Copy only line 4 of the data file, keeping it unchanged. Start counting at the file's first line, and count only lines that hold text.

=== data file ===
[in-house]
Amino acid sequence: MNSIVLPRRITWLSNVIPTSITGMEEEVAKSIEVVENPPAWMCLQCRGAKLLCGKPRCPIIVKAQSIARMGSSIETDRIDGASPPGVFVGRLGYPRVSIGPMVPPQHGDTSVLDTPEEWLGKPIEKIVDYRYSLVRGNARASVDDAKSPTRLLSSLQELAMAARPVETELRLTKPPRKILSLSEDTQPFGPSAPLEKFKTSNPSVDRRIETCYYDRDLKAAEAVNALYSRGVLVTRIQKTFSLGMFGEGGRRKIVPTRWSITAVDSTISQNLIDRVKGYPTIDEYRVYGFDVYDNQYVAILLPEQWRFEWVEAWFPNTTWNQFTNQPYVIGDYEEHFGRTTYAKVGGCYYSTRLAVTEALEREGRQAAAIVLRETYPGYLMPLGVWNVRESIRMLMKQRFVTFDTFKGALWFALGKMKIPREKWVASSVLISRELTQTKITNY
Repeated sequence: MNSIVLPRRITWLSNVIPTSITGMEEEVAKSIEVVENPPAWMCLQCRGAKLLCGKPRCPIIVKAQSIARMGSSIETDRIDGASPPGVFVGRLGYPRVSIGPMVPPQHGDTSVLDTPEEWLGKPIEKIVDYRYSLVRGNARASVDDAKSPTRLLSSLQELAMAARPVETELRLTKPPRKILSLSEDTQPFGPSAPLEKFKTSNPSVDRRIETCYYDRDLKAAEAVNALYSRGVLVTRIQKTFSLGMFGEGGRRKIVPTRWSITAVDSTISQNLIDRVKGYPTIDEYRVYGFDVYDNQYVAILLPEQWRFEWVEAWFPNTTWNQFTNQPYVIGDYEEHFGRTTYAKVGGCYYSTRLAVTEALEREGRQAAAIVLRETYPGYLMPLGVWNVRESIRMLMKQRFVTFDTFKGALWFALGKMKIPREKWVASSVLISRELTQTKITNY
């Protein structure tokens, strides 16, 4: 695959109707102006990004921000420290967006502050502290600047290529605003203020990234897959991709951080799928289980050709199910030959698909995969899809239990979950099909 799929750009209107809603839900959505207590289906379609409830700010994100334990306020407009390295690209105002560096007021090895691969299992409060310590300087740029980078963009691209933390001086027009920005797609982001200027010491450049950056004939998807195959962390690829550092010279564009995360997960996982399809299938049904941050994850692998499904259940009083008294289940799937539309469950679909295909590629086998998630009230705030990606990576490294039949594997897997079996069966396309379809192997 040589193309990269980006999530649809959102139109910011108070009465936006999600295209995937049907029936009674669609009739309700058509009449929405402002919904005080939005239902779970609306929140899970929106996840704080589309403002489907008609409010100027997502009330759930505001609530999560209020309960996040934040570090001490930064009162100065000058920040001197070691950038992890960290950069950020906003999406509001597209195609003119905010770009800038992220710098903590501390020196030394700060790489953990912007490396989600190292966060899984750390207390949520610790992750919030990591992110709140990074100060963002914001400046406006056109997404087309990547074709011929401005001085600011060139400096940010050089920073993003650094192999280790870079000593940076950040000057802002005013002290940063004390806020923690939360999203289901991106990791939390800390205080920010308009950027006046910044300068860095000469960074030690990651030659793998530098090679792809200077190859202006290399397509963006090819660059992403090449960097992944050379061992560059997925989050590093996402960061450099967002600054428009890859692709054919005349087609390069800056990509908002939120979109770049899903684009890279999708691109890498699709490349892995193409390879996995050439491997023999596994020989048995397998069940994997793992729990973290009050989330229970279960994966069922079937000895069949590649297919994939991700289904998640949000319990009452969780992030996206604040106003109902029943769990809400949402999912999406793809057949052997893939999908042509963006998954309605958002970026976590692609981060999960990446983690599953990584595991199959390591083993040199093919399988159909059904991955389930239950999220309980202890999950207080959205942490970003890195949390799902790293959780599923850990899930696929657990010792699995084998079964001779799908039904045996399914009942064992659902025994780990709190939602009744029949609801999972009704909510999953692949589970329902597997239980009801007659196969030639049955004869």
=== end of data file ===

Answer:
């Protein structure tokens, strides 16, 4: 695959109707102006990004921000420290967006502050502290600047290529605003203020990234897959991709951080799928289980050709199910030959698909995969899809239990979950099909 799929750009209107809603839900959505207590289906379609409830700010994100334990306020407009390295690209105002560096007021090895691969299992409060310590300087740029980078963009691209933390001086027009920005797609982001200027010491450049950056004939998807195959962390690829550092010279564009995360997960996982399809299938049904941050994850692998499904259940009083008294289940799937539309469950679909295909590629086998998630009230705030990606990576490294039949594997897997079996069966396309379809192997 040589193309990269980006999530649809959102139109910011108070009465936006999600295209995937049907029936009674669609009739309700058509009449929405402002919904005080939005239902779970609306929140899970929106996840704080589309403002489907008609409010100027997502009330759930505001609530999560209020309960996040934040570090001490930064009162100065000058920040001197070691950038992890960290950069950020906003999406509001597209195609003119905010770009800038992220710098903590501390020196030394700060790489953990912007490396989600190292966060899984750390207390949520610790992750919030990591992110709140990074100060963002914001400046406006056109997404087309990547074709011929401005001085600011060139400096940010050089920073993003650094192999280790870079000593940076950040000057802002005013002290940063004390806020923690939360999203289901991106990791939390800390205080920010308009950027006046910044300068860095000469960074030690990651030659793998530098090679792809200077190859202006290399397509963006090819660059992403090449960097992944050379061992560059997925989050590093996402960061450099967002600054428009890859692709054919005349087609390069800056990509908002939120979109770049899903684009890279999708691109890498699709490349892995193409390879996995050439491997023999596994020989048995397998069940994997793992729990973290009050989330229970279960994966069922079937000895069949590649297919994939991700289904998640949000319990009452969780992030996206604040106003109902029943769990809400949402999912999406793809057949052997893939999908042509963006998954309605958002970026976590692609981060999960990446983690599953990584595991199959390591083993040199093919399988159909059904991955389930239950999220309980202890999950207080959205942490970003890195949390799902790293959780599923850990899930696929657990010792699995084998079964001779799908039904045996399914009942064992659902025994780990709190939602009744029949609801999972009704909510999953692949589970329902597997239980009801007659196969030639049955004869």